5 however, implanted within us very powerful'ideals -- and yet demanded of us to be considerate for those who do not share them. Thus, today's Sidra will read the words of the Almighty announcing the forthcoming redemption: y_e T hotzeti etkhem mi-tahat sivlot mitzrayim, n and I shall take you out from under the burdens of Egypt." The great Hassidic teacher, the author of "Sefat Emet", commented on the word sivlot, which we have translated as "burden. 1 ' It is a noun which comes from the word li* sbol, which means to suffer, to bear -- and also to tolerate. In other words, God was here not promising only a redemption from hard work, but something far more subtle: I shall redeem you from that lowly state whereby you feel you can tolerate evil, from being satisfied with what is spiritually cheap and vulgar, from your willingness to bear the burden of brutality, from your readiness to coexist with abomination in silence. In other words, the redemption was also a spiritual one -- Jews would receive new and powerful commitment, great ideals which would make them reject most emphatically anything that is beneath such sublime goals. It is only when people have such.firm convictions that their tolerance of opposition becomes truly significant. To-believe that my commitments are true -- and, hence, to exclude other commitments as untrue -- and yet to respect the delicate sensitivities of those xtfho are in the opposition, to achieve ethical greatness. The Jew, therefore, was taught by his Torah

6 -6- to walk on a tight rope: to despise a creed if it should be despicable, but not to despise those who believe it; to reject an opinion but not those who opine; to practice tolerance ::or people and their right to their own views, even if I consider those views intolerable. Of course, there are limits to tolerance in any society. Unless civilization is to be reduced to complete anarchy, there must be certain boundaries beyond which we do not go. No society can long exist if it is going to suffer with impunity the murderer and the rapist, the dope-pusher and the smut peddler. In a religious society, certain kinds of conscientious idol worship and blasphemy are treated in the same manner. But between the two extremes of total anarchy and totalitarianism, Judaism bids us act in a manner so moral that it has no peer among people with profound convictions. What a far cry from the malicious teachings of Toynbee who points to Judaism and the Bible as a source of modern intolerance! Respect and tolerance are part of the culture of our country. But its roots and predecessors are biblical. Yet, there is a difference. For the secularist, there is tolerance -- a practical, utilitarian way of letting society function while different groups go their own way. It is socially difficult, but personally easy enough. For a committed Jew, who' has very clear opinions and commitments of his own, the task is much more difficult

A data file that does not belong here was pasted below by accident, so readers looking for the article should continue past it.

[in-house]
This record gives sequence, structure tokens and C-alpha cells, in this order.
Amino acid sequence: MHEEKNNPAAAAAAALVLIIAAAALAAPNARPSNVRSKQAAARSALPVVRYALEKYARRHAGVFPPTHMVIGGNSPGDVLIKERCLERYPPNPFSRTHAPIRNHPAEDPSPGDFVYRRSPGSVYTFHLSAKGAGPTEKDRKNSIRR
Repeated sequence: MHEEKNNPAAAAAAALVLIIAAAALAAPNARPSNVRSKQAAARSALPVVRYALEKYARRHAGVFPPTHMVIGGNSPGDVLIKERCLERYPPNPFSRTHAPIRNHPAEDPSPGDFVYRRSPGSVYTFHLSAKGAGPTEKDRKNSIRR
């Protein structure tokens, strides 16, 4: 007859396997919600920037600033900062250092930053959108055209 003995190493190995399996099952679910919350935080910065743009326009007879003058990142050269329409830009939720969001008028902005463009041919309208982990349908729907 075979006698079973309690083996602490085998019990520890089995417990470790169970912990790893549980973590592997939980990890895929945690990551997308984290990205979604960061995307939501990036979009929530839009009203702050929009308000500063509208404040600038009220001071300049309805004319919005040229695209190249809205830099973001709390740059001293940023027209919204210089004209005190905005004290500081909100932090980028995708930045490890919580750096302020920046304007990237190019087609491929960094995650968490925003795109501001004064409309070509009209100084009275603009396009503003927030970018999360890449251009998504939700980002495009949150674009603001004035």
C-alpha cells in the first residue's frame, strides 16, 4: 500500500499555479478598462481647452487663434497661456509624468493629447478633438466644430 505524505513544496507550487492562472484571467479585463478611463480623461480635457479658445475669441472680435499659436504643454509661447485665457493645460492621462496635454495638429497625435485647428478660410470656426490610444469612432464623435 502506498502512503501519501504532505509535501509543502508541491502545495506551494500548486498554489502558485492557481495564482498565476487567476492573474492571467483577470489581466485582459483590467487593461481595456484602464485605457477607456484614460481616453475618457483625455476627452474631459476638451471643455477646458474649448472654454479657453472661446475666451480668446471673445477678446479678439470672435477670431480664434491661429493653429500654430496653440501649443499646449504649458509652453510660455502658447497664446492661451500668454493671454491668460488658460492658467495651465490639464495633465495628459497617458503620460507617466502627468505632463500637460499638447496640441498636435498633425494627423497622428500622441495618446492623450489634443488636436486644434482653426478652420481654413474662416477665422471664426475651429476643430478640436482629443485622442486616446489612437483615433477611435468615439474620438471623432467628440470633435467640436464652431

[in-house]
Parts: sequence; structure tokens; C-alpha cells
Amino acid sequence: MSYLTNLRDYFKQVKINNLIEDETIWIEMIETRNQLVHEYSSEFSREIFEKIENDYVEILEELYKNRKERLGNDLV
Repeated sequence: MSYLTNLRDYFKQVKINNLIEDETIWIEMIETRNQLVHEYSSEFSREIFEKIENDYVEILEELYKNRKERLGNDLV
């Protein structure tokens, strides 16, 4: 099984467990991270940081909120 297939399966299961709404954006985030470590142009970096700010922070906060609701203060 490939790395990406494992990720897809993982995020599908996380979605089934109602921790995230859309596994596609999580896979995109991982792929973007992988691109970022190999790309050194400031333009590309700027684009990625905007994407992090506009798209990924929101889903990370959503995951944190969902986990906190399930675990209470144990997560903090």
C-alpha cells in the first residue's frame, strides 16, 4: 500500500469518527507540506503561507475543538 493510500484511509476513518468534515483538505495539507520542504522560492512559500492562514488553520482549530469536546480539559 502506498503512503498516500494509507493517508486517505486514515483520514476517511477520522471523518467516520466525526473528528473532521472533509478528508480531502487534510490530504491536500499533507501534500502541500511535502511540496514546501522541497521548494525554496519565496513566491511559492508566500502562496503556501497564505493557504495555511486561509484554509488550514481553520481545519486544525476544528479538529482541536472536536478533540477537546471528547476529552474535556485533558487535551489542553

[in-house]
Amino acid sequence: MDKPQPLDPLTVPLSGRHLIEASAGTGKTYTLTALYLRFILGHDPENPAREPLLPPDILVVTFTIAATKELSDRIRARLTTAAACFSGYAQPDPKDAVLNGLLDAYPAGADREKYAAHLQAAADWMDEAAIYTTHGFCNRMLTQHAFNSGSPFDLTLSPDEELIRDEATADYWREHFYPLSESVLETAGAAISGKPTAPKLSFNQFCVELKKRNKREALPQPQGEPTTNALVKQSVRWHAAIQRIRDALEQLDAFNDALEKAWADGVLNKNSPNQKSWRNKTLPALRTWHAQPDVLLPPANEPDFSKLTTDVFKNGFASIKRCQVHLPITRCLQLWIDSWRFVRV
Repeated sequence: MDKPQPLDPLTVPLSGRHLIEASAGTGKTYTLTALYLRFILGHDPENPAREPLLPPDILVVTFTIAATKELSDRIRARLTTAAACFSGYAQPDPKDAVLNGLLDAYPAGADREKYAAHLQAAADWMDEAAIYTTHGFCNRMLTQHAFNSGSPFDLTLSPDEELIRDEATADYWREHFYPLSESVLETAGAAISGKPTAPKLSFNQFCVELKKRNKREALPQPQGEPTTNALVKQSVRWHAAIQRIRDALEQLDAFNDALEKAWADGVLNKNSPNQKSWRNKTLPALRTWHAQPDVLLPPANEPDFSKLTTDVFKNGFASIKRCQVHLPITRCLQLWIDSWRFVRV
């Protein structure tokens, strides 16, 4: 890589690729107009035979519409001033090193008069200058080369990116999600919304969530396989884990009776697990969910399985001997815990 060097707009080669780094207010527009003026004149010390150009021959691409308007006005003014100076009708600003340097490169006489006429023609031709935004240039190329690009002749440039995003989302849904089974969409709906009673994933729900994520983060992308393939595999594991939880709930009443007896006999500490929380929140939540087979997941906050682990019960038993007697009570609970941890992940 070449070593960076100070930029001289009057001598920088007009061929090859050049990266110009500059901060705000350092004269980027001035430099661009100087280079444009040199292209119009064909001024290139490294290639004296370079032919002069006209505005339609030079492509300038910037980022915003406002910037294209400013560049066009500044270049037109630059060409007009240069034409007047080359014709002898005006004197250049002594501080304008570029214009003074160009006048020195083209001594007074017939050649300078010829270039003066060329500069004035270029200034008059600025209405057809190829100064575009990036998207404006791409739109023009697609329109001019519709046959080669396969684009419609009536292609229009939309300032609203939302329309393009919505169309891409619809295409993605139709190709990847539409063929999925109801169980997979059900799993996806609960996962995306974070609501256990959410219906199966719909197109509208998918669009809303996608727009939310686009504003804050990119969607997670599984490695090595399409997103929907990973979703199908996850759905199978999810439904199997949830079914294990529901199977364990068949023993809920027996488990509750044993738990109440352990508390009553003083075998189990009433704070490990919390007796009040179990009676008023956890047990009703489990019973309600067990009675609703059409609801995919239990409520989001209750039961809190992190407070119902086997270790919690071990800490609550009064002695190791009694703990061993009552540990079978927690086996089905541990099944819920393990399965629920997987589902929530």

7 -7- to attain; that is wy committed prople frequently fail in learning the lesson of tolerance. To accomplish it requires a high and lofty spiritual-ethical personality. Yet, when he achieves it he has moved beyond tolerance; he has achieved sensitivity. His consideration for his fellow man is not the easy and practical tolerance of a secularist, who does not necessarily have any religious convictions of his own, but: the profound respect that only a man of one commitment can have for people of other commitments. To achieve such sensitivity is a spiritual triumph of the first magnitude. It may have its political and social consequences, but its origin is in Torah and in our great heritage. The Torah, therefore, as we read it in today! s Sidra, urges us to aspire to the most magnificent goals known to man. When pondering such teachings, we nay rightly declare, in the words we recite every morning, ashrenu 3 "happy are we: how goodly is our lot, how pleasant our destiny, how beautiful our heritage I t!